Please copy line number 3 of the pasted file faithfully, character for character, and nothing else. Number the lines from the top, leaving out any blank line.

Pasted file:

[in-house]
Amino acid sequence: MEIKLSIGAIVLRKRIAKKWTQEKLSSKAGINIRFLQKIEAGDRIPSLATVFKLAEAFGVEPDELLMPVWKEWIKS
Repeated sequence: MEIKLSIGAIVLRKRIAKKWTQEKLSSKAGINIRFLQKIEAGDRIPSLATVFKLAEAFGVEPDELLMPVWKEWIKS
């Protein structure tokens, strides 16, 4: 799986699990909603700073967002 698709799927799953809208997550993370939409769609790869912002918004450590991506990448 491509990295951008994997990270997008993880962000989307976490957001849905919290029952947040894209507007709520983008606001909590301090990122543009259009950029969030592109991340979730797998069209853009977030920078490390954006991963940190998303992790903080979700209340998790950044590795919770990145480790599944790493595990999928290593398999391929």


Repeated sequence: MEIKLSIGAIVLRKRIAKKWTQEKLSSKAGINIRFLQKIEAGDRIPSLATVFKLAEAFGVEPDELLMPVWKEWIKS